You avoided the unpleasant surprises, but you missed all the signs. The ones urging you to TURN BACK! “Unpleasant” does not begin to describe what horrors lie beyond that door. You just have no idea. But Elinor knows. She knows about Fluffy and she knows a lot more.
She was so meticulous in her concealing of canine and kitty corpses, hiding them so carefully in all those cartons. How could she have been so careless as to leave that cursed key in the lock? Of course you couldn't resist turning that key, opening the lock, and slowly . . . oh so slowly . . . opening the small, low door. In the dim, murky light, you see another container. This one is made of wood, about five feet long. You think it's your imagination, but it does smell kind of like formaldehyde in here. Turn back, honey. No good can come of this. Don't open the crate. Oops! Too late. Screaming won't help, my dear. Johnny is dead. Johnny, your little boy, Elinor's little brother, the little brother you and your husband loved so much that you neglected Elinor. You doted on that silly boy, showered him with praise, attention and gifts, while poor little Elinor sat on the sidelines, seething with jealousy. Of course, she grew to hate Johnny; what did you expect? She worked so hard in school, got all A's, while Johnny goofed off and came home with C's. But that was just fine with you and Daddy, wasn't it? You never praised me for my good grades, but you acted like Johnny was a goddamned genius for getting C's! Yes! I killed him and I'm glad I did it! You should be glad that I studied chemistry and preserved his stupid body in formaldehyde, instead of letting him rot, like all those other stupid animals. Now stop screaming Mommy, you're next! I have one more coffin to fill, right here next to Daddy's.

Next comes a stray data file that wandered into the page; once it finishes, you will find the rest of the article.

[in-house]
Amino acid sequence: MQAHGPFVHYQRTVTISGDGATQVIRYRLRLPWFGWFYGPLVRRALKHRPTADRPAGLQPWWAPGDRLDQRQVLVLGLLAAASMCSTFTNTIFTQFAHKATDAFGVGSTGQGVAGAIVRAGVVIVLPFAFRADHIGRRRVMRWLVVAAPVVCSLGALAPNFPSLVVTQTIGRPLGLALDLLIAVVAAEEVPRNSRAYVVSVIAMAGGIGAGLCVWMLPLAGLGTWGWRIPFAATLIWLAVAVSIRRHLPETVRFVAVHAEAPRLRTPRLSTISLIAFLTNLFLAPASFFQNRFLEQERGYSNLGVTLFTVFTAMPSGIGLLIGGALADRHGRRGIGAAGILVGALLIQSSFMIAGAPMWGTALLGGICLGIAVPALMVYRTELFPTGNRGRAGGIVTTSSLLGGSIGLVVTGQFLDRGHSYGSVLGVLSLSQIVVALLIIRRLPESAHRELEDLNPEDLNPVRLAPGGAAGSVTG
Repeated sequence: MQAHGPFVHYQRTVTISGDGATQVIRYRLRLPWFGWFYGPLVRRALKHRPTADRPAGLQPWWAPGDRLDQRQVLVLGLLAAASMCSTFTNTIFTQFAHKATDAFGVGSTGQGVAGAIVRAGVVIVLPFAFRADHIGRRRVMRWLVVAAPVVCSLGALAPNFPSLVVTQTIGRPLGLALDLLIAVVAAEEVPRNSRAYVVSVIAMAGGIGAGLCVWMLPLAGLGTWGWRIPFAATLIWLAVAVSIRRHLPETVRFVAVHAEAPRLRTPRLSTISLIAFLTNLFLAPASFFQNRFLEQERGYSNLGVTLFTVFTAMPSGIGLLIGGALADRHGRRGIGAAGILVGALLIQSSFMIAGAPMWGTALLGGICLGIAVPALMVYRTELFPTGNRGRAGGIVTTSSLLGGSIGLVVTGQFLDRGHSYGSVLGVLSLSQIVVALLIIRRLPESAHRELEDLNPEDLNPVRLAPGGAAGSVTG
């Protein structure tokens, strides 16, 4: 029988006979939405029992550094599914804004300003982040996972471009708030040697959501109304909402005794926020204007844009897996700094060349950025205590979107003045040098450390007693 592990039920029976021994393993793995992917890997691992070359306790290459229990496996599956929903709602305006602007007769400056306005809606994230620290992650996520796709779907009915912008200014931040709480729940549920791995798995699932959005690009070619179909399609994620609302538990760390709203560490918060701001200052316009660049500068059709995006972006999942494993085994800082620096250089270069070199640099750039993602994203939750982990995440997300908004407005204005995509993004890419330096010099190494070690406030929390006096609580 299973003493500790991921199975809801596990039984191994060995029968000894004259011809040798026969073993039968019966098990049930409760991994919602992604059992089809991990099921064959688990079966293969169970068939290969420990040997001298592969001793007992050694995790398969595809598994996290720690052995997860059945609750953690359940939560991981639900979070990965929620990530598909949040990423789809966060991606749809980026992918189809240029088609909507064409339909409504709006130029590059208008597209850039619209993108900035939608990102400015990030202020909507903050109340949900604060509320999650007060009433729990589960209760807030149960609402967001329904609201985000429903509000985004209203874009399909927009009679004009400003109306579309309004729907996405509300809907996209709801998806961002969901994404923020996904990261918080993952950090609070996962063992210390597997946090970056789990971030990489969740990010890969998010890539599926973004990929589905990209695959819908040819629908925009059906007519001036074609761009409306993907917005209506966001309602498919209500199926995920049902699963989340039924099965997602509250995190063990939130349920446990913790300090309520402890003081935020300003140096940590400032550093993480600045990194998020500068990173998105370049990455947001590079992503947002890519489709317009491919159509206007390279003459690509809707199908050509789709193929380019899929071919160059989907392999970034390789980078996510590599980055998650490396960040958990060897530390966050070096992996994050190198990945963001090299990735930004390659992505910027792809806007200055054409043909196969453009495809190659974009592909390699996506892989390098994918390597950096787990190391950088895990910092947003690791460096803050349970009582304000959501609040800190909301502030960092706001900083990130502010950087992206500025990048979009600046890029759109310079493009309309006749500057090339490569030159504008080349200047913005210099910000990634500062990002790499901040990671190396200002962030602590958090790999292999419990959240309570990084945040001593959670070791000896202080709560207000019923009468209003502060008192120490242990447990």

(C) 2010 Diabolical Duo Authors ~
Zelda Martin & Harry B Sanderford
at it again
Zelda's a zingsation
in her very favourite howliday of the year
and Harry always hobgoblins wit'the best!
and then ... hell, go back again
The surfing cowboy who would sooner spin yarns
(He stayed up all night to conjure that blog-name, folks! Honest.)
*AT THE BIJOU*